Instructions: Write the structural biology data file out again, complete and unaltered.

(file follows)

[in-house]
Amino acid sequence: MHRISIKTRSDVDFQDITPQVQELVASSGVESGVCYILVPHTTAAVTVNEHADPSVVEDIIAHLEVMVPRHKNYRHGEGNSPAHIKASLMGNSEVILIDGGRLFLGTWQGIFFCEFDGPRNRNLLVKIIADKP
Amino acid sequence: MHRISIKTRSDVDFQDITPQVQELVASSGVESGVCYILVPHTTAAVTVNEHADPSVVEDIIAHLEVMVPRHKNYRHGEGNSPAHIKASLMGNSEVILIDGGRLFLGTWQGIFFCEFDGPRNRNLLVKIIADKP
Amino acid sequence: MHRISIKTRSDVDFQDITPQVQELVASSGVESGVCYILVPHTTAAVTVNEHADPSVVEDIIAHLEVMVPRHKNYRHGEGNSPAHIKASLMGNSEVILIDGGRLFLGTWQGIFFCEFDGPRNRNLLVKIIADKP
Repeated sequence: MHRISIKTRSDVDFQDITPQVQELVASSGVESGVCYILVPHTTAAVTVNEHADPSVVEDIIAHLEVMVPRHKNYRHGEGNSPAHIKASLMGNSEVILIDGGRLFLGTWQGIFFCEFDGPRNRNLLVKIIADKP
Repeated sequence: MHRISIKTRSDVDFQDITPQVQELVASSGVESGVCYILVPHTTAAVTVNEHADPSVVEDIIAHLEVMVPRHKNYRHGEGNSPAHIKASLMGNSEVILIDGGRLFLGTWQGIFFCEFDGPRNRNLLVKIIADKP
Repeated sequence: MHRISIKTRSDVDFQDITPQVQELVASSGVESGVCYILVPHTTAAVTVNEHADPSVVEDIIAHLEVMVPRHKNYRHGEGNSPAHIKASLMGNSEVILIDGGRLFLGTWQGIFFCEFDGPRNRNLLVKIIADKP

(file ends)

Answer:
[in-house]
Amino acid sequence: MHRISIKTRSDVDFQDITPQVQELVASSGVESGVCYILVPHTTAAVTVNEHADPSVVEDIIAHLEVMVPRHKNYRHGEGNSPAHIKASLMGNSEVILIDGGRLFLGTWQGIFFCEFDGPRNRNLLVKIIADKP
Amino acid sequence: MHRISIKTRSDVDFQDITPQVQELVASSGVESGVCYILVPHTTAAVTVNEHADPSVVEDIIAHLEVMVPRHKNYRHGEGNSPAHIKASLMGNSEVILIDGGRLFLGTWQGIFFCEFDGPRNRNLLVKIIADKP
Amino acid sequence: MHRISIKTRSDVDFQDITPQVQELVASSGVESGVCYILVPHTTAAVTVNEHADPSVVEDIIAHLEVMVPRHKNYRHGEGNSPAHIKASLMGNSEVILIDGGRLFLGTWQGIFFCEFDGPRNRNLLVKIIADKP
Repeated sequence: MHRISIKTRSDVDFQDITPQVQELVASSGVESGVCYILVPHTTAAVTVNEHADPSVVEDIIAHLEVMVPRHKNYRHGEGNSPAHIKASLMGNSEVILIDGGRLFLGTWQGIFFCEFDGPRNRNLLVKIIADKP
Repeated sequence: MHRISIKTRSDVDFQDITPQVQELVASSGVESGVCYILVPHTTAAVTVNEHADPSVVEDIIAHLEVMVPRHKNYRHGEGNSPAHIKASLMGNSEVILIDGGRLFLGTWQGIFFCEFDGPRNRNLLVKIIADKP
Repeated sequence: MHRISIKTRSDVDFQDITPQVQELVASSGVESGVCYILVPHTTAAVTVNEHADPSVVEDIIAHLEVMVPRHKNYRHGEGNSPAHIKASLMGNSEVILIDGGRLFLGTWQGIFFCEFDGPRNRNLLVKIIADKP